Dismiss

BBC’s Kate Adie says being a reporter is an ‘absolute privilege’ as she accepts Bafta Fellowship

Former BBC broadcast journalist Kate Adie OBE said being a reporter is an “absolute privilege” as she accepted the Bafta Fellowship last night.

Adie, who spent her working life at the BBC, including 14 years as chief news correspondent for BBC News until 2003, said her job was “essential in a democracy”.

She began her career in local radio with BBC Radio Durham before moving into broadcasting.

Her big break came when the BBC interrupted its coverage of the World Snooker Championships in 1980 for her coverage of the Iranian Embassy siege in London from behind a car door.

She then went on to report from conflicts around the world, including the Tiananmen Square protests in 1989, the Gulf War in Iraq, Kosovo in 1998 and Sierra Leone in 2000.

During her career Adie has been shot at on more than one occasion.

Adie said: “I’ve been very lucky. I think being a reporter is just a wonderful job, it’s fascinating, it’s surprising, it demands a lot of you, but it is so rewarding and you get the chance via television to tell people at home all about it. It’s a fabulous feeling.

“I also think that it’s important because it’s essential in a democracy. We hold truth to power, we tell it like it is, and in these times I think that is even more important than ever.”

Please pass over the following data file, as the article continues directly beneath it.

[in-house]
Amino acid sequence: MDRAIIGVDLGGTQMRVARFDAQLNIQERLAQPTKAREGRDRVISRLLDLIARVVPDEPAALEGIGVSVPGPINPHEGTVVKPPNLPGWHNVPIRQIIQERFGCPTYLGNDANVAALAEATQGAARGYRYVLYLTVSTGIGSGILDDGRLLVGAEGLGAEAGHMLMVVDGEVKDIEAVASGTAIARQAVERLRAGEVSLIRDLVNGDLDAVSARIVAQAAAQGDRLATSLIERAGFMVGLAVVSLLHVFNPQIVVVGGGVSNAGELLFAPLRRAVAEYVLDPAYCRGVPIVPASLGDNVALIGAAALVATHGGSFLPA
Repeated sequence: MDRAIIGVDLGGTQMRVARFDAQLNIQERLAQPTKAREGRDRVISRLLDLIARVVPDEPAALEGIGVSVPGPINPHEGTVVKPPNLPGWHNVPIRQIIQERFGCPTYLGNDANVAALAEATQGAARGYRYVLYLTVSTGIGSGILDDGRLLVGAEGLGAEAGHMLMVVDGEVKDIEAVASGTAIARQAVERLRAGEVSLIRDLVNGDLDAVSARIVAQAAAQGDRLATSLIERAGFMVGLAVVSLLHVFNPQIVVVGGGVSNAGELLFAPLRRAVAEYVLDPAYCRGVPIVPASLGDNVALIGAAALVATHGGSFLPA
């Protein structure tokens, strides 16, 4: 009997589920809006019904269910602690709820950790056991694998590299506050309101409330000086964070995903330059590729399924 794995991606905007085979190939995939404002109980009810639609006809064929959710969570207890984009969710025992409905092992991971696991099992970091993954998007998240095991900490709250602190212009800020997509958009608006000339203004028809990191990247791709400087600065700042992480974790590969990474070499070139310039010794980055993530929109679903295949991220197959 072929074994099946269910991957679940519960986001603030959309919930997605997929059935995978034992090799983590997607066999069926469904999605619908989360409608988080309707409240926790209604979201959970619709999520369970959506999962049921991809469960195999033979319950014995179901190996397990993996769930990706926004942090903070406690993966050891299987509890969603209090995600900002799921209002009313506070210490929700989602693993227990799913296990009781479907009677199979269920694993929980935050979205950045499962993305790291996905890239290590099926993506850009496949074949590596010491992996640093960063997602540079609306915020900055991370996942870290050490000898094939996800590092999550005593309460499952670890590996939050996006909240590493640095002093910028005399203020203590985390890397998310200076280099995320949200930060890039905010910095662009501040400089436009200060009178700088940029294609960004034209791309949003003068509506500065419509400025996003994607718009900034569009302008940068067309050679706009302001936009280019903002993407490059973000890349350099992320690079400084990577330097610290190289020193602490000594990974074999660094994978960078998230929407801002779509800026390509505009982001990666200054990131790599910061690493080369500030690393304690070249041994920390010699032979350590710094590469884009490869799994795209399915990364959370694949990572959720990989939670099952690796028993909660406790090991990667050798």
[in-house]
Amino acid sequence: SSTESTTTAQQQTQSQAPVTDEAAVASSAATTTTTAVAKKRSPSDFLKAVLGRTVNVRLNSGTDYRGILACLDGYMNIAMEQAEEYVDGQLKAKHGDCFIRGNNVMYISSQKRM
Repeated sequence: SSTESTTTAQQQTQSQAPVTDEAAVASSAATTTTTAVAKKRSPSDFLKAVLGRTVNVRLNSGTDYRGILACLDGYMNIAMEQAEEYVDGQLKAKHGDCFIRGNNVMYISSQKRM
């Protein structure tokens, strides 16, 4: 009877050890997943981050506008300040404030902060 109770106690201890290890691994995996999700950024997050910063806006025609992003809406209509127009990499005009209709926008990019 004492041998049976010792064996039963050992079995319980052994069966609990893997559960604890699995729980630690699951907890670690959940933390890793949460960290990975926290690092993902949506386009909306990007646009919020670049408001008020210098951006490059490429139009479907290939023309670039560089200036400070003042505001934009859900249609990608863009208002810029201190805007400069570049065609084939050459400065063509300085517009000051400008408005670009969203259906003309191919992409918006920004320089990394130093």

She added: “It’s a wonderful job to do. I’ve had marvellous colleagues, great support from the BBC, but over all of those years I’ve learnt one very special thing: it’s an absolute privilege to be a reporter.”

The award was presented by BBC News presenter Kate Silverton, who said Adie was a “genuine hero” of hers, adding: “I became a journalist because of her.”

She said: “I was able to report from Iraq and Afghanistan because she had forged the path before me and so many other young women who followed her lead.”

Silverton added: “She remains a fearless trailblazer. Most of us at some time have heard her reports from the world’s most dangerous conflict zones, her cool, crisp voice serving to bring home the tragedy of conflict, be it in the Balkans, Gulf War, Ireland or Rwanda.

“Her care, her tenacity, determination and fearlessness knows no bounds as we saw in her reports from Tiananmen Square when she remained to report despite the great risk to her personal safety.”

Silverton described Adie as an “exceptional” broadcast journalist and author and commended her hunger for the truth and clear way of telling a complex story.

“Kate is revered by her peers, especially her female colleagues. She is kind, brave, brilliant, determined and utterly deserving of this fellowship,” she added.

Picture: BBC/Bafta

Comments
No comments to display

Leave a Reply

Your email address will not be published. Required fields are marked *